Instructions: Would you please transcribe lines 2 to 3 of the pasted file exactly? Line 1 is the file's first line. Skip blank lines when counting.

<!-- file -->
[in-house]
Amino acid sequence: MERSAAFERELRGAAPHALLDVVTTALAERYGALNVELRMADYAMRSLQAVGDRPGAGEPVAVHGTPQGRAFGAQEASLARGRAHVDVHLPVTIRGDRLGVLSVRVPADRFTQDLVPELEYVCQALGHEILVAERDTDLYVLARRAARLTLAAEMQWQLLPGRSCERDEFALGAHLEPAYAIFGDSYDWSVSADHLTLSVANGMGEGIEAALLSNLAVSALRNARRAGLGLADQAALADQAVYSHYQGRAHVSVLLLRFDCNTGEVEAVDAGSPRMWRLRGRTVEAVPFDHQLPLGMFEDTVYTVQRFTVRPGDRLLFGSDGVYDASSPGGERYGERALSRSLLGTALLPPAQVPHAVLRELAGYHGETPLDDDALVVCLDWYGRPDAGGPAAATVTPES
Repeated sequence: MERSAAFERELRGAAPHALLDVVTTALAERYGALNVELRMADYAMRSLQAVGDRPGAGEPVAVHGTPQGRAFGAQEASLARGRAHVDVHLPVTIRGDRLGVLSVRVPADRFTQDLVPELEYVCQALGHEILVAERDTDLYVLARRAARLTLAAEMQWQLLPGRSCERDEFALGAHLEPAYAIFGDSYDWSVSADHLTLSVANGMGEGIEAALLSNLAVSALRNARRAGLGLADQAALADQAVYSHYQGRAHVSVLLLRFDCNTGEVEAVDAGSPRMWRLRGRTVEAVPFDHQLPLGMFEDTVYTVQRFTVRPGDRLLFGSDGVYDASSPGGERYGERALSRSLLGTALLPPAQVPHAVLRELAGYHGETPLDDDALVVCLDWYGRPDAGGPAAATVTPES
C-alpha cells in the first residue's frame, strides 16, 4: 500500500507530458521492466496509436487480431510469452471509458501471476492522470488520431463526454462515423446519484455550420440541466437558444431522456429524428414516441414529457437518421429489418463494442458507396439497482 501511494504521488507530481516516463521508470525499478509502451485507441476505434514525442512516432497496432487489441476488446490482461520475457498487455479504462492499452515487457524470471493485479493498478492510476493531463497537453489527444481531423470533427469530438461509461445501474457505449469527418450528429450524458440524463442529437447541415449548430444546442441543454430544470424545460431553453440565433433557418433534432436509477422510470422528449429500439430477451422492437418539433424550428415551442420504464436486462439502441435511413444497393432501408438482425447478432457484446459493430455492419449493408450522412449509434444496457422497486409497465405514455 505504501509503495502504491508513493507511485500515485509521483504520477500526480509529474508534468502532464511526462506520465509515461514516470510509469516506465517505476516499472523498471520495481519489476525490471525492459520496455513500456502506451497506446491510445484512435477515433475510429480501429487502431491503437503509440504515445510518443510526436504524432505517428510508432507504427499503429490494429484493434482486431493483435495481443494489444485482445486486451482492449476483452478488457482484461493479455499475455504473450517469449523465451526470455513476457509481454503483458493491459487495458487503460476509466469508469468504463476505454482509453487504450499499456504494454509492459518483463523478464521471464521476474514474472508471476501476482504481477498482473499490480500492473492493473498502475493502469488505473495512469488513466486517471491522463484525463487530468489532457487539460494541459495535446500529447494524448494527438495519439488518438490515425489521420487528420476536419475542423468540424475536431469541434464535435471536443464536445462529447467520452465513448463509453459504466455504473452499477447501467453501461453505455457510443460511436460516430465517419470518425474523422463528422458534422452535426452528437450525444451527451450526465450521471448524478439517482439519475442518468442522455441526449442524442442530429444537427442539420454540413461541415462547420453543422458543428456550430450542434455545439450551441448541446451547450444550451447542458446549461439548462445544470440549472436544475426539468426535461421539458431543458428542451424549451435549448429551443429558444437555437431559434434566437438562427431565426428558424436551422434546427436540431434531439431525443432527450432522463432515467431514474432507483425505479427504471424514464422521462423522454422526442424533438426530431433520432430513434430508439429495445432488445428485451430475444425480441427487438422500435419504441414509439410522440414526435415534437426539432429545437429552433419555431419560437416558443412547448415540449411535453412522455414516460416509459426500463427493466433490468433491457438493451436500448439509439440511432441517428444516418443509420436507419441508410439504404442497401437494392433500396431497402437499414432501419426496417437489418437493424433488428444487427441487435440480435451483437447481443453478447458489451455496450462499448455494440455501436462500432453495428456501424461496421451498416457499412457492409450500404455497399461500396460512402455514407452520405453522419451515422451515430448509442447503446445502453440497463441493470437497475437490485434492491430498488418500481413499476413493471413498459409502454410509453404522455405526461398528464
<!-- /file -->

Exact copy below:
Amino acid sequence: MERSAAFERELRGAAPHALLDVVTTALAERYGALNVELRMADYAMRSLQAVGDRPGAGEPVAVHGTPQGRAFGAQEASLARGRAHVDVHLPVTIRGDRLGVLSVRVPADRFTQDLVPELEYVCQALGHEILVAERDTDLYVLARRAARLTLAAEMQWQLLPGRSCERDEFALGAHLEPAYAIFGDSYDWSVSADHLTLSVANGMGEGIEAALLSNLAVSALRNARRAGLGLADQAALADQAVYSHYQGRAHVSVLLLRFDCNTGEVEAVDAGSPRMWRLRGRTVEAVPFDHQLPLGMFEDTVYTVQRFTVRPGDRLLFGSDGVYDASSPGGERYGERALSRSLLGTALLPPAQVPHAVLRELAGYHGETPLDDDALVVCLDWYGRPDAGGPAAATVTPES
Repeated sequence: MERSAAFERELRGAAPHALLDVVTTALAERYGALNVELRMADYAMRSLQAVGDRPGAGEPVAVHGTPQGRAFGAQEASLARGRAHVDVHLPVTIRGDRLGVLSVRVPADRFTQDLVPELEYVCQALGHEILVAERDTDLYVLARRAARLTLAAEMQWQLLPGRSCERDEFALGAHLEPAYAIFGDSYDWSVSADHLTLSVANGMGEGIEAALLSNLAVSALRNARRAGLGLADQAALADQAVYSHYQGRAHVSVLLLRFDCNTGEVEAVDAGSPRMWRLRGRTVEAVPFDHQLPLGMFEDTVYTVQRFTVRPGDRLLFGSDGVYDASSPGGERYGERALSRSLLGTALLPPAQVPHAVLRELAGYHGETPLDDDALVVCLDWYGRPDAGGPAAATVTPES